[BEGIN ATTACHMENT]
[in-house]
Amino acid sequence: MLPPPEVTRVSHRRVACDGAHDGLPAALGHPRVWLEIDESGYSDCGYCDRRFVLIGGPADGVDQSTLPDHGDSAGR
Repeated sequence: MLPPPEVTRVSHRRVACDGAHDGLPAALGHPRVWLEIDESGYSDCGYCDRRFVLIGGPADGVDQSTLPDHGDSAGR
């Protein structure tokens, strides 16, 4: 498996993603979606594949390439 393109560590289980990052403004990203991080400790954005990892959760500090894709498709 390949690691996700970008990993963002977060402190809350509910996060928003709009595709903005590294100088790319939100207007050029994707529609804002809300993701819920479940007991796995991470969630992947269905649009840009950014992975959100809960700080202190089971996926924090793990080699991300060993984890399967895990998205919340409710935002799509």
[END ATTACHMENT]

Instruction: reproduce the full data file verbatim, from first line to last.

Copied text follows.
[in-house]
Amino acid sequence: MLPPPEVTRVSHRRVACDGAHDGLPAALGHPRVWLEIDESGYSDCGYCDRRFVLIGGPADGVDQSTLPDHGDSAGR
Repeated sequence: MLPPPEVTRVSHRRVACDGAHDGLPAALGHPRVWLEIDESGYSDCGYCDRRFVLIGGPADGVDQSTLPDHGDSAGR
């Protein structure tokens, strides 16, 4: 498996993603979606594949390439 393109560590289980990052403004990203991080400790954005990892959760500090894709498709 390949690691996700970008990993963002977060402190809350509910996060928003709009595709903005590294100088790319939100207007050029994707529609804002809300993701819920479940007991796995991470969630992947269905649009840009950014992975959100809960700080202190089971996926924090793990080699991300060993984890399967895990998205919340409710935002799509």